Pierniczki are cookies made with honey and spices and decorated with icing sugar. They are the Polish version of gingerbread and are traditionally eaten during Christmas.
Pierniczki can be made in many different shapes: stars, trees, angels, houses, St. Nicholas, etc. The most popular ones, especially to buy at Christmas Markets around Poland, are heart-shaped.
They are easy to make at home and a fun activity for parents to have with their kids, especially to keep them entertained during the holidays. To make them, I used a recipe from Ren Behan’s Wild Honey & Rye, which is my go to cookbook when it comes to Polish cuisine.
I asked my husband to help me with the cookie cutting and sugar icing decorating, which mixed results… ;) We had fun and it was lovely to do something creative together!
You don’t have to glaze them if you don’t want to, but I personally like a simple decoration of sugar icing and love the contrast of white against the dark brown cookie. You can also coat the cookies in melted chocolate or fill them with jam.
Toruń, a medieval city on the banks of the Vistula River in Poland, is known to be the place where the tradition of gingerbread cookies and cakes started, all the way back to the 14th century. You will even find a Gingerbread Museum in the city!
Originally, these cookies were in intricately carved wooden molds, as opposed to today’s modern metal cookie cutters. You can still find the beautiful old-style molds in Poland today from antique shops and of course in tourist shops in Toruń.
The name pierniki is said to come from the Polish word pieprz, which means pepper. This is because the main ingredients of these cookies are the spices! Cinnamon, ginger, black pepper, cloves and nutmeg are a must, but you can also add aniseed and cardamom. In UK, a spice mix commonly sold in supermarkets is known as “all spice”; it works perfectly for these cookies (and other kinds of Christmas bakes).
These gingerbread cookies are quite sturdy (but also be soft to the bite) and will keep very well for a couple of weeks after you have baked them. For this reason, they can be used as Christmas tree decorations.
Just remember to pinch a small hole in the cookie as soon as it comes out of the oven and is still soft. Thread your twine through the hole and knot it, then hang the cookies on the tree branches.
Pierniczki are a lovely and sustainable gift idea to make for your family and friends!
Makes about 30 cookies (depending on mould size)
For the cookies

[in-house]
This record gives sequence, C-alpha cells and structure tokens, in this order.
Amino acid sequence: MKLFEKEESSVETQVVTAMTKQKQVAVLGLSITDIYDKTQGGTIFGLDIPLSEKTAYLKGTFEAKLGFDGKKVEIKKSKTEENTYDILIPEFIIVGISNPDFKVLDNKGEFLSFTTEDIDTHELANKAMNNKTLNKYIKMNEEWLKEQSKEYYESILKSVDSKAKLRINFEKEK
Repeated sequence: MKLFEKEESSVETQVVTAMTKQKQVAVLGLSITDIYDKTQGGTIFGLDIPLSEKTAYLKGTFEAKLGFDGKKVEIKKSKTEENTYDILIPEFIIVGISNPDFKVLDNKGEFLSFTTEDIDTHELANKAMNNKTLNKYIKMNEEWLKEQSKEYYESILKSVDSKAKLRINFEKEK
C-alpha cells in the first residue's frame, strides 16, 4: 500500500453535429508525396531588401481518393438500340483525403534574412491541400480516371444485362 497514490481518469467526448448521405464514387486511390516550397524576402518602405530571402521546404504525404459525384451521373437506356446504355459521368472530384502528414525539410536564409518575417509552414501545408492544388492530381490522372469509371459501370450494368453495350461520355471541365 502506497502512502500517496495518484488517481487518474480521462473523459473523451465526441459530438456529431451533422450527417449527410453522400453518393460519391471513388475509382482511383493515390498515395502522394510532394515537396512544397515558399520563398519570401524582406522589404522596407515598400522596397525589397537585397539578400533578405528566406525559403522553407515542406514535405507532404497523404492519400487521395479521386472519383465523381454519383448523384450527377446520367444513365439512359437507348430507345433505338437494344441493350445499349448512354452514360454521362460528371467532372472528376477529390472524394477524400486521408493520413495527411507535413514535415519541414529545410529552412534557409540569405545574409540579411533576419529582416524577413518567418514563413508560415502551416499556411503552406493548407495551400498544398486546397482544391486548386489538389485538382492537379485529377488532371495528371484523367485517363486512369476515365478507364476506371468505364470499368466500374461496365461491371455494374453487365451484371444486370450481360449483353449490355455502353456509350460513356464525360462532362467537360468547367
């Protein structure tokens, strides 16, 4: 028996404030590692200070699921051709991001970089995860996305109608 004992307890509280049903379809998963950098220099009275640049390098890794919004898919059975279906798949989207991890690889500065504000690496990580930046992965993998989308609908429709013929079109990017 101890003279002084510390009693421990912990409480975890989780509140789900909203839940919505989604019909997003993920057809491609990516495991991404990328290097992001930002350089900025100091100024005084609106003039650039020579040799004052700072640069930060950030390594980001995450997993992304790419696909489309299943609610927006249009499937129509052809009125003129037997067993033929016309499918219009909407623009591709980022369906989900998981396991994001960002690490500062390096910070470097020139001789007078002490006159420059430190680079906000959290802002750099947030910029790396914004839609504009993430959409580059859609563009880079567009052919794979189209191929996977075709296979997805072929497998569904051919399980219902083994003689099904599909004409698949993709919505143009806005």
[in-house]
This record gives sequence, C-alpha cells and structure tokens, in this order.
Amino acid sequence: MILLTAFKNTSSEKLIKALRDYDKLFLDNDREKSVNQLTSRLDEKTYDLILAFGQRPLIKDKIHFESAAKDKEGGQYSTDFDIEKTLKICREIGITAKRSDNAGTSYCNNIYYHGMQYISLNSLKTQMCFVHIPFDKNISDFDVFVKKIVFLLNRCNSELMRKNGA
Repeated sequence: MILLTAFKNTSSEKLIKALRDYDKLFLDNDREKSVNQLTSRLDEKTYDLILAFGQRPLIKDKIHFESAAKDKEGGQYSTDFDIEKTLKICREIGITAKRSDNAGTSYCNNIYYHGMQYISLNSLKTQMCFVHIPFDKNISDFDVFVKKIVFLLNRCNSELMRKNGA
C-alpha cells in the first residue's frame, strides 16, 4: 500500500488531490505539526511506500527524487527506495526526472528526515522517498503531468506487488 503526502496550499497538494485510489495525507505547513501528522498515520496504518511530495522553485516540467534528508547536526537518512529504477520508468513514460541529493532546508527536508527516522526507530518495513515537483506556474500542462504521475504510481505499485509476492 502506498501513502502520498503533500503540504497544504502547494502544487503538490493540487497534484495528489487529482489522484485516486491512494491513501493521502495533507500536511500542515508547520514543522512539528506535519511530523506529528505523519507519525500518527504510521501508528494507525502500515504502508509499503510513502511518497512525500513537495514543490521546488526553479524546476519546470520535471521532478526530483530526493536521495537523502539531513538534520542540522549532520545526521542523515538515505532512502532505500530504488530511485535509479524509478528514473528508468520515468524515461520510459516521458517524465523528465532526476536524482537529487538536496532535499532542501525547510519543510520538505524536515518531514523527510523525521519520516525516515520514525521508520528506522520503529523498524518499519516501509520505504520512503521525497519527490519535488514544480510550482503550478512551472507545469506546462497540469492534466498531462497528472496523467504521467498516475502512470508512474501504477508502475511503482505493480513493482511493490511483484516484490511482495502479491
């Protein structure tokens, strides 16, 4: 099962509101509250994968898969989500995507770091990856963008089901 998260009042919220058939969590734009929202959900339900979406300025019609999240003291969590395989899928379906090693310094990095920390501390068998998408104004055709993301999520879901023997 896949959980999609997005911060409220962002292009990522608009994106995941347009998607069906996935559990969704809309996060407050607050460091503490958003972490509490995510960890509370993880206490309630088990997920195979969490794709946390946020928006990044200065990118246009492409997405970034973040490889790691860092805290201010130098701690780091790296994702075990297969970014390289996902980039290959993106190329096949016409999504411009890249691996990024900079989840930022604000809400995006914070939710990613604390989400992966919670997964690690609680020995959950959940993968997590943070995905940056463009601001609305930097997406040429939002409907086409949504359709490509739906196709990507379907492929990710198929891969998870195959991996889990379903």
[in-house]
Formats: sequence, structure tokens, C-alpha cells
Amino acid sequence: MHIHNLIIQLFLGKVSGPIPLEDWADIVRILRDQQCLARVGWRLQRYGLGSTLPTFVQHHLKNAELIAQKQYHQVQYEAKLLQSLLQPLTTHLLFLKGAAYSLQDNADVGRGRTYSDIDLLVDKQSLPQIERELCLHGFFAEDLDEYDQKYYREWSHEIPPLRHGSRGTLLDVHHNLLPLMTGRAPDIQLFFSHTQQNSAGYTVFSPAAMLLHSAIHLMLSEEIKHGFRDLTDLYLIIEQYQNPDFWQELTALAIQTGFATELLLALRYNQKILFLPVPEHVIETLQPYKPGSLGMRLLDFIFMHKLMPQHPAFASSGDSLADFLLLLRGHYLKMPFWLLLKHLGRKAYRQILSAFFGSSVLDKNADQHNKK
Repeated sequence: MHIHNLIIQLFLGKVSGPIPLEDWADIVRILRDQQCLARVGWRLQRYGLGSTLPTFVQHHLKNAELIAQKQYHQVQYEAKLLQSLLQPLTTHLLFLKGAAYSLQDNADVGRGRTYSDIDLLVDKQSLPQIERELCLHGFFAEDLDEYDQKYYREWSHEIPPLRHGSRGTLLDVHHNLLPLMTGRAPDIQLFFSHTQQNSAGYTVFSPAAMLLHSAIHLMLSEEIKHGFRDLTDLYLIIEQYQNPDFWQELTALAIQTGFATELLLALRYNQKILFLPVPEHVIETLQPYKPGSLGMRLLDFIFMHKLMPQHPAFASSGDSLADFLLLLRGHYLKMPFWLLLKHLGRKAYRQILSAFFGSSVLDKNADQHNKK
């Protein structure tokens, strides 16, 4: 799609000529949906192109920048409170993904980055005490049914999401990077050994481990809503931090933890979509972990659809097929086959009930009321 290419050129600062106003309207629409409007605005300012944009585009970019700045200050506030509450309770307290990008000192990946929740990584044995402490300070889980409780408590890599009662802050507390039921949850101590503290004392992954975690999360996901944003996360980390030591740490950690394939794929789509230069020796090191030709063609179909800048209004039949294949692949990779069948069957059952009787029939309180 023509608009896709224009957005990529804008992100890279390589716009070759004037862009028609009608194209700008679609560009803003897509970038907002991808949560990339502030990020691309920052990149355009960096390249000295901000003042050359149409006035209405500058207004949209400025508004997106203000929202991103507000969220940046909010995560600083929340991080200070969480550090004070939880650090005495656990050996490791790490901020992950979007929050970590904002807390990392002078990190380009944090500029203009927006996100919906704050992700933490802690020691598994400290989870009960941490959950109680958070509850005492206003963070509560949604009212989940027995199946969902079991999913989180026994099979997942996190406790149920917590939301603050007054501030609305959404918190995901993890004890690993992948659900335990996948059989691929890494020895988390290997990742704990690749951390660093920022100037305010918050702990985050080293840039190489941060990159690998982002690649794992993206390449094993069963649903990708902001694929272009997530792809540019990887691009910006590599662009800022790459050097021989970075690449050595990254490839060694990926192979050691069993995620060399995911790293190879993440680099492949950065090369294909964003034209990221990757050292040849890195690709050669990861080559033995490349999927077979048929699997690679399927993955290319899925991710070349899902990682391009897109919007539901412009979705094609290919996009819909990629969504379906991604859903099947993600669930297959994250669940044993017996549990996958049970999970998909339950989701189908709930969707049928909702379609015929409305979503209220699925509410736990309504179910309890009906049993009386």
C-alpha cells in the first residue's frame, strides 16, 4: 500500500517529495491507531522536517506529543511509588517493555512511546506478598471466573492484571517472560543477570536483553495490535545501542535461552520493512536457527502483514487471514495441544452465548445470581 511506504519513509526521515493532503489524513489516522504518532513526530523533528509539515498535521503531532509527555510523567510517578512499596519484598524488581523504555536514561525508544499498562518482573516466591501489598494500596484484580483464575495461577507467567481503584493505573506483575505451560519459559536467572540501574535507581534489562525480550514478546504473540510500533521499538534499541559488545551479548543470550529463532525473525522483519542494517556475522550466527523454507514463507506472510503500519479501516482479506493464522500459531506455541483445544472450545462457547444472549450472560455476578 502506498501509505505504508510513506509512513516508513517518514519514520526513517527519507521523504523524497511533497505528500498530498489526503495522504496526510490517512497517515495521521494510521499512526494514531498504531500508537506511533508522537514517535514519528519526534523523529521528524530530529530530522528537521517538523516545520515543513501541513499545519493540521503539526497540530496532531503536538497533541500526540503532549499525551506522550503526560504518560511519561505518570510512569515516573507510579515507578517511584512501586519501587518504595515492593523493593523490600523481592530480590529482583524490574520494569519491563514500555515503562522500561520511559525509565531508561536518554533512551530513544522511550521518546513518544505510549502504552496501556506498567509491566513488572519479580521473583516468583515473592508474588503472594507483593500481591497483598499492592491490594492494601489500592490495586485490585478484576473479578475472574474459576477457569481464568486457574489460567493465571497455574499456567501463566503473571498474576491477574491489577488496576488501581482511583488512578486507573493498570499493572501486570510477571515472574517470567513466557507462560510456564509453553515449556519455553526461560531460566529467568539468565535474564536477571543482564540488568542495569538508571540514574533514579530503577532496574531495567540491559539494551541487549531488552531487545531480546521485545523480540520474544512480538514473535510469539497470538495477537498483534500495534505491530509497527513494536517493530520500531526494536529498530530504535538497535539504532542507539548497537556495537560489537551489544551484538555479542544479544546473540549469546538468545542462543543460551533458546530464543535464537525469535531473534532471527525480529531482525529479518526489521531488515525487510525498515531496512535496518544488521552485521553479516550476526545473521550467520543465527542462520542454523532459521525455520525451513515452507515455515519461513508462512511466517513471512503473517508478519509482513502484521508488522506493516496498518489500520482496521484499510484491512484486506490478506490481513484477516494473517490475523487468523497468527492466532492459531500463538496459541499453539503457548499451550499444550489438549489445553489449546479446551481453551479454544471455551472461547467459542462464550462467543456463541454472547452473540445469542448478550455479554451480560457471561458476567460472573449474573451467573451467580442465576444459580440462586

- 115g unsalted butter
- 115g soft dark brown sugar
- 6 tbsp runny honey
- 450g plain flour
- 2 tsp baking powder
- 2 tsp ground ginger
- 2 tsp ground cinnamon
- 2 tsp ground all spice mix
- 2 tbsp cocoa powder
- 1 medium free range egg
For the royal icing
- 150g icing sugar
- 1 egg white
- 1 tbsp water
Pre heat your oven to 200°C. Line two baking sheets with baking paper.
In a small pan, melt the butter with the soft, dark brown sugar and runny honey. Stir just until the butter has melted in. Put the pan to one side.
In a large bowl, sift the dry ingredients together, mix well and then add the egg. Mix again. Pour the melted butter mixture into the dry ingredients bowl and mix it together until the dough starts to come together.
Tip the mixture out onto a board and knead it into a ball of dough. If the mixture is too crumbly, add a tablespoon of water at a time and knead again until it comes together. Sprinkle some flour onto the kitchen counter and roll out the dough to around 3mm using a rolling pin.
Cut out shapes using cookie cutters and carefully lift the cookies onto the baking trays. Bake for 7-8 minutes, until they are golden in colour and still a bit soft in the centre.
Remove the cookies from the oven and let them cool down on a wire rack.
To make the royal icing, combine sugar, egg white, and water. Mix the ingredients together with a wooden spoon or a food processor, until the icing is thickened and smooth, about 2 minutes.
When the cookies have cooled down completely, decorate them with royal icing using a piping bag fitted with a writing nozzle. Alternatively, you can use a ziplock plastic back, cutting a very tiny hole in one corner to use it as a piping bag.
Have fun decorating, there is no right or wrong here!
The cookies can be stored in a tin once cooled. They will keep for up to two weeks.